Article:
One morning I woke up and I knewyou were really goneA new day, a new way, and new eyesto see the dawn.Go your way, I’ll go mineand carry onThe sky is clearing, and the nighthas cried enoughThe sun, he come, the worldto soften upRejoice, rejoice, we have no choicebut to carry on
I was in Minneapolis for a memorial service this weekend. Goodbye to a beautiful firey Swedish-American working class beatnik/hippie freak/back to the lander who was my late mother’s best friend of 50 years. A genius gardener who even gardened the woods, a mother whose youngest son (age ~50) compared her loss to that recent photo of a black hole at the center of the galaxy. Only, I think he said “universe,” because he meant his.
Grief is love with nowhere to go, someone recently said to me. Have to find fresh outlets and exercise for that love, and one good and tested path is to emulate the things you most miss about the dead.
Déjà Vu, that whole gorgeous moody country hippie 1970 period piece, will always remind me of my Free To Be, You And Me childhood ideals. The third track , “Almost Cut My Hair” was the first place I ever heard the phrase “letting my freak flag fly.” In the 70s, that song just sounded like a stack of wink-wink parental inside jokes. It opened to me through the years, along with the understanding of why everyone passed around a single hand-rolled cigarette at my uncle’s house, instead of smoking a normal one apiece.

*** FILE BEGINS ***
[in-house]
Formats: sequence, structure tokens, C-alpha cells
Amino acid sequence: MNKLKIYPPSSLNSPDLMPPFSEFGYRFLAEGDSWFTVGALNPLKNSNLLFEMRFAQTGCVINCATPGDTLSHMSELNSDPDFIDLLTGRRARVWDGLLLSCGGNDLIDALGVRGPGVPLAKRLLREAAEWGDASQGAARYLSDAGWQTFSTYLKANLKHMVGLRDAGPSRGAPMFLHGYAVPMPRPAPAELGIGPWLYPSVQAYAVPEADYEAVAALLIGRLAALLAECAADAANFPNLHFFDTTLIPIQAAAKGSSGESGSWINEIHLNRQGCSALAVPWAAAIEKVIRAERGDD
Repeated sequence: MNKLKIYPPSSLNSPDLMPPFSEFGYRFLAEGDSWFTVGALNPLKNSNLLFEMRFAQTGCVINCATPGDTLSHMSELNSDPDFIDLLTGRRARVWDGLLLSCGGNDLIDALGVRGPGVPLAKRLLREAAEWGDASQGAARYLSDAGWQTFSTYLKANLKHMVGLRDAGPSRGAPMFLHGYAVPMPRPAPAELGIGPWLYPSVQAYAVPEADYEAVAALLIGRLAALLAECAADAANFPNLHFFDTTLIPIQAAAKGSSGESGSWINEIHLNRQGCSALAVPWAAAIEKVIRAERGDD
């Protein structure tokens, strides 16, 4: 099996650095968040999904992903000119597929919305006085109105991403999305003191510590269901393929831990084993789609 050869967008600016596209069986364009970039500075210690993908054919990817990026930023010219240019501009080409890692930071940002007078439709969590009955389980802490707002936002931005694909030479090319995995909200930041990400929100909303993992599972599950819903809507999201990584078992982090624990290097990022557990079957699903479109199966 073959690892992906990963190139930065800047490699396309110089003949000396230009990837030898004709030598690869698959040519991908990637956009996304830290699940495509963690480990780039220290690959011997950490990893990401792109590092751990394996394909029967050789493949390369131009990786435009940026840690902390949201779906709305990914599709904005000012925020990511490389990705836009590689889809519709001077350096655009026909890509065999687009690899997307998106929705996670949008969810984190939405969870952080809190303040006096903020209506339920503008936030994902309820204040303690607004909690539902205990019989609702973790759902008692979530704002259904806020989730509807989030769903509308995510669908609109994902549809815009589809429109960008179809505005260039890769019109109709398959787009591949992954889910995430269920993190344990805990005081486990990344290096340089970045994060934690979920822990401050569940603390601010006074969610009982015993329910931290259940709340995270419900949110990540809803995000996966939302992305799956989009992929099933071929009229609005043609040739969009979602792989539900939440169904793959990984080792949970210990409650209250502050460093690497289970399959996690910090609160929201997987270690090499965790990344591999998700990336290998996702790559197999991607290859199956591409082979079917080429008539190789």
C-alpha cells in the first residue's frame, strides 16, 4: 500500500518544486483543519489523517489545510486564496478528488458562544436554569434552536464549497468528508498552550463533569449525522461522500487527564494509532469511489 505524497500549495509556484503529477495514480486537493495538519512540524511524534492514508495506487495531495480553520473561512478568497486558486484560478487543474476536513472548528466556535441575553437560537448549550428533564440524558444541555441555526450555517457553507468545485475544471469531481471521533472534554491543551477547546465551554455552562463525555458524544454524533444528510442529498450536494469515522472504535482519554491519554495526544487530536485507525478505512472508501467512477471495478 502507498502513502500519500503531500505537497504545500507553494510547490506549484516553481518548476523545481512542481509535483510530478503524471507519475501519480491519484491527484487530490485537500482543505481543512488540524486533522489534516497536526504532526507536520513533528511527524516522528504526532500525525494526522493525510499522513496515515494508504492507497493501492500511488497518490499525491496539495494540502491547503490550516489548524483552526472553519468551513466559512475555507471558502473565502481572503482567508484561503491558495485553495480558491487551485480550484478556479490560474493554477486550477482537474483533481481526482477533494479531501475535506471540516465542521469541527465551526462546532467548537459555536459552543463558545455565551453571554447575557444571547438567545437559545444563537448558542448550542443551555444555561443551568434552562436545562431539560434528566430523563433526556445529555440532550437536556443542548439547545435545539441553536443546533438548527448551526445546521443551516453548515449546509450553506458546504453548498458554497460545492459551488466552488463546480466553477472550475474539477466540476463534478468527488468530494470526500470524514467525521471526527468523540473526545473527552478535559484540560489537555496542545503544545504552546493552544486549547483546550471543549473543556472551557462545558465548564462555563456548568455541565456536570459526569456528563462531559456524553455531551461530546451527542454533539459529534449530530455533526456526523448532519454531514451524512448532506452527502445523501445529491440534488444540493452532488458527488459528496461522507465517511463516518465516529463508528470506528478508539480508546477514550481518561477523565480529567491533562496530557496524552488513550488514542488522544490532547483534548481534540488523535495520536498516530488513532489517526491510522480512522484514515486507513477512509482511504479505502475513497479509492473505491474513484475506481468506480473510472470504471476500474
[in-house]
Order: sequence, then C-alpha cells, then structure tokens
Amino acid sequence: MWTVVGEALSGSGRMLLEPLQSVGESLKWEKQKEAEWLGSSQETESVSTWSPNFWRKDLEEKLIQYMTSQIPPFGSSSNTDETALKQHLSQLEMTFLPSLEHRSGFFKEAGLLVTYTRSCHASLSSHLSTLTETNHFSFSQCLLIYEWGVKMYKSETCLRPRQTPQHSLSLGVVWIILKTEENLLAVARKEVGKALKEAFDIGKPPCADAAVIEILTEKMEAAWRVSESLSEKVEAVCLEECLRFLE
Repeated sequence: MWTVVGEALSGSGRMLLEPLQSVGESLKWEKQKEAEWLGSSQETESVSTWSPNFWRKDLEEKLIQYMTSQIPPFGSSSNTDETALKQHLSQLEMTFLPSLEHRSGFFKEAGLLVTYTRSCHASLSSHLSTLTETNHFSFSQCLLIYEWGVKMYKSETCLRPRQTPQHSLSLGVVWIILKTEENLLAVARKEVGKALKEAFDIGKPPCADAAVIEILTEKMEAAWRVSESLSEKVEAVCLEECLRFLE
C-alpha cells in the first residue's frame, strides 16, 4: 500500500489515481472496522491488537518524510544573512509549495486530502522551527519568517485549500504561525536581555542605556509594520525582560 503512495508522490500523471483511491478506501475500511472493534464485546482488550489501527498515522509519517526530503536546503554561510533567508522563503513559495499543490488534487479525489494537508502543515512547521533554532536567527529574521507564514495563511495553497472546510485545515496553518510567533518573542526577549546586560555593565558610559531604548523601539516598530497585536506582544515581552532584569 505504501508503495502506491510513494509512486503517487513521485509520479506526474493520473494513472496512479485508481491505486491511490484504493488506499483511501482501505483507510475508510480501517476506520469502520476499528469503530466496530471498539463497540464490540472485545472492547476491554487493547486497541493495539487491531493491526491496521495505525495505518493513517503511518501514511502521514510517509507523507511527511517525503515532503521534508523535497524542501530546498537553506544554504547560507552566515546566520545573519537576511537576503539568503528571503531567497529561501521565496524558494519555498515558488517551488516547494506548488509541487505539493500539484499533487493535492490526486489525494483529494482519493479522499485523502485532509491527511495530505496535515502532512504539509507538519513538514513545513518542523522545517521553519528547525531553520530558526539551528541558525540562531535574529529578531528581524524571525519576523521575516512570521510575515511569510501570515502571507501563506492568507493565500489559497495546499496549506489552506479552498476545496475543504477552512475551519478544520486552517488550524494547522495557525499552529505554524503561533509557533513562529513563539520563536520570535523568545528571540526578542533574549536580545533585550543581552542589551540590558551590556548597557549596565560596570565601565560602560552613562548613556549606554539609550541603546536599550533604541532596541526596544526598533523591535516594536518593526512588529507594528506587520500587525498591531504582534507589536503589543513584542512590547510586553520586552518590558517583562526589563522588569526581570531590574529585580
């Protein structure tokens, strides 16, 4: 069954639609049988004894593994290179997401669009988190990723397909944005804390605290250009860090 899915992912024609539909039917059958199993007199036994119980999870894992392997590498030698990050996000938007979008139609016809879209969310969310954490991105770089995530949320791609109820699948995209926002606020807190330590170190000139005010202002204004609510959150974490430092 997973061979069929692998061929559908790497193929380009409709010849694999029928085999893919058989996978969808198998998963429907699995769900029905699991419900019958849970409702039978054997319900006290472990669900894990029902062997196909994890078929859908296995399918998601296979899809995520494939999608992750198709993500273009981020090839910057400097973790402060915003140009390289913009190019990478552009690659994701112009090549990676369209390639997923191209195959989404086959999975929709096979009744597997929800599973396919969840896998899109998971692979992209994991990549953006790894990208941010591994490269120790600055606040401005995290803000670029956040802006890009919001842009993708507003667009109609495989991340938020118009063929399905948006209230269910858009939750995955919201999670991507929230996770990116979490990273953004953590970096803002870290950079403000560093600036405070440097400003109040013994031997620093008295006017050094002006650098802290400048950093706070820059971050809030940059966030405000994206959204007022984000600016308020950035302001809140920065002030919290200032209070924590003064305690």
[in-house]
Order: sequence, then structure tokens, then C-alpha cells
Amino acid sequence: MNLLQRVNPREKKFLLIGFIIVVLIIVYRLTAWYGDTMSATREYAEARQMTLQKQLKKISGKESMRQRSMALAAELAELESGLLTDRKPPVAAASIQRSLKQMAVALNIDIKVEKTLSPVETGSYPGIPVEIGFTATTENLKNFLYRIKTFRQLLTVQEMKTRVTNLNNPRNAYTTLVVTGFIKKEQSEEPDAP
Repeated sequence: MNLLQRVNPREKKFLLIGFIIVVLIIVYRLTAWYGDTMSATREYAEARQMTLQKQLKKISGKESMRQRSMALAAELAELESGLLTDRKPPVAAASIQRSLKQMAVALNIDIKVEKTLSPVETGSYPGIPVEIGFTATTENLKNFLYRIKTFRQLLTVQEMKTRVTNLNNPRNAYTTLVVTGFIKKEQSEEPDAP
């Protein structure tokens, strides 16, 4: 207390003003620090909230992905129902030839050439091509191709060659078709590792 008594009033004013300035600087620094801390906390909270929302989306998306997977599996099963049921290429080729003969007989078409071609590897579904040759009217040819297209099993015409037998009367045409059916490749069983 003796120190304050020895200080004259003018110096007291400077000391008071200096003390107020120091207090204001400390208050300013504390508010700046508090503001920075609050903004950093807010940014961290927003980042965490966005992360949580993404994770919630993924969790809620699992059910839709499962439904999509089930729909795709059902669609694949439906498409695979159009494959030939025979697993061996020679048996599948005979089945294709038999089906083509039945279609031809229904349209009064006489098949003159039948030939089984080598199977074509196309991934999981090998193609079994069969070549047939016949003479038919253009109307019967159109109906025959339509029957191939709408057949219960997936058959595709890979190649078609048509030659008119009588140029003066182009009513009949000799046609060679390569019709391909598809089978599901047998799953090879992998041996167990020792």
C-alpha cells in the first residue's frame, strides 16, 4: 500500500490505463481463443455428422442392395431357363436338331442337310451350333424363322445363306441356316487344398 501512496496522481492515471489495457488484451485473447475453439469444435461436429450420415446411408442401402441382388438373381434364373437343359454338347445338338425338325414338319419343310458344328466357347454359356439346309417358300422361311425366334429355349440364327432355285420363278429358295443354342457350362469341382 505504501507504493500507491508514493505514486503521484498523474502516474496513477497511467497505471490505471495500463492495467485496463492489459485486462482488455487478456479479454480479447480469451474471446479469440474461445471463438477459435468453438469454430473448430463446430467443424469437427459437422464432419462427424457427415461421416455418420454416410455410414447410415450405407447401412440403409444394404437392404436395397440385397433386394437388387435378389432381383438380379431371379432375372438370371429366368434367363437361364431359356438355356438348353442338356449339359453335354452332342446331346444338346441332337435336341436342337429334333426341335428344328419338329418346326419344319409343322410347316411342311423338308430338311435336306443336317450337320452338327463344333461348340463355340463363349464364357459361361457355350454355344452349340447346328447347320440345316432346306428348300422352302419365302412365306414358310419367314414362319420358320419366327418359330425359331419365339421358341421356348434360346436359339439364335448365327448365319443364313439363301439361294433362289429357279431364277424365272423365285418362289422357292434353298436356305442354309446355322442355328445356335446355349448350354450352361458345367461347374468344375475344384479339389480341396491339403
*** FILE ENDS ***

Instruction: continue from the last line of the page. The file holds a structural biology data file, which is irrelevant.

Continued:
Decades later I finally noticed the similar lyric in the earlier song “If 6 Was 9” on Jimi Hendrix’s 1967 Axis, Bold as Love, which was also in my mom’s enormous record collection. Before I tuned into that, I’d heard the same phrase referenced in “How Can I Sing Like A Girl,” by TMBG (Factory Showroom, 1996) which goes for pure metaphor, no mention of a hippie haircut.
I am deeply fond of “Almost Cut My Hair.” Sometimes you feel tired and scared and have second thoughts about how you’re sticking out from the norm, you think you should tone it down, straighten out, get with the program…
But I’m not giving in an inch to fear,
Cause I promised myself this year,
I feel, like I owe it, to someone.
When people die, it’s an opportunity to be kind to their memories, forgive their worst, and love them for their best. Thank you dear women who broke so radically from how you were raised, and paid dearly for that break sometimes. Flew your freak flags high, danced all night, read stacks of library books, created beauty all your own, raised food and flowers and most of the kids within reach, swore without shame, protested evils at every opportunity even though you never got the fucking ERA, kept learning and arguing and changing your minds, stuck to your unfashionable beer, and always had some love and an open fridge for a guest or six. I’ll have to carry on. “Love is coming to us all.”